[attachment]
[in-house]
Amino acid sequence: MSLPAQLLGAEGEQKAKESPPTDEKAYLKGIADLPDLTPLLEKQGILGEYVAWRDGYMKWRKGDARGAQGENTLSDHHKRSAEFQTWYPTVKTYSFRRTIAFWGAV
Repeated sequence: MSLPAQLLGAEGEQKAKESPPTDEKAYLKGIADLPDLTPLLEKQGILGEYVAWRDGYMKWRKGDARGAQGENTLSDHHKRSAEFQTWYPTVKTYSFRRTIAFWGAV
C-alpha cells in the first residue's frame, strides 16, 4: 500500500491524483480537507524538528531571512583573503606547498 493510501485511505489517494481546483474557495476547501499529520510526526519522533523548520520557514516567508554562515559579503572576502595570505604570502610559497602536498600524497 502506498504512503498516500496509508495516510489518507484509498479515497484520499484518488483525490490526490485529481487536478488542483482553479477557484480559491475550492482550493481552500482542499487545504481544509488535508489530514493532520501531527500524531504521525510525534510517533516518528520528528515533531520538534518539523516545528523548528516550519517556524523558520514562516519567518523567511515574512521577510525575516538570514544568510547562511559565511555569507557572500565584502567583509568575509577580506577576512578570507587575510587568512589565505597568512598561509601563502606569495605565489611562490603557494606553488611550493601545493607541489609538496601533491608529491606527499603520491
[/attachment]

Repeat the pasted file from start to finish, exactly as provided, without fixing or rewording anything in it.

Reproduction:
[in-house]
Amino acid sequence: MSLPAQLLGAEGEQKAKESPPTDEKAYLKGIADLPDLTPLLEKQGILGEYVAWRDGYMKWRKGDARGAQGENTLSDHHKRSAEFQTWYPTVKTYSFRRTIAFWGAV
Repeated sequence: MSLPAQLLGAEGEQKAKESPPTDEKAYLKGIADLPDLTPLLEKQGILGEYVAWRDGYMKWRKGDARGAQGENTLSDHHKRSAEFQTWYPTVKTYSFRRTIAFWGAV
C-alpha cells in the first residue's frame, strides 16, 4: 500500500491524483480537507524538528531571512583573503606547498 493510501485511505489517494481546483474557495476547501499529520510526526519522533523548520520557514516567508554562515559579503572576502595570505604570502610559497602536498600524497 502506498504512503498516500496509508495516510489518507484509498479515497484520499484518488483525490490526490485529481487536478488542483482553479477557484480559491475550492482550493481552500482542499487545504481544509488535508489530514493532520501531527500524531504521525510525534510517533516518528520528528515533531520538534518539523516545528523548528516550519517556524523558520514562516519567518523567511515574512521577510525575516538570514544568510547562511559565511555569507557572500565584502567583509568575509577580506577576512578570507587575510587568512589565505597568512598561509601563502606569495605565489611562490603557494606553488611550493601545493607541489609538496601533491608529491606527499603520491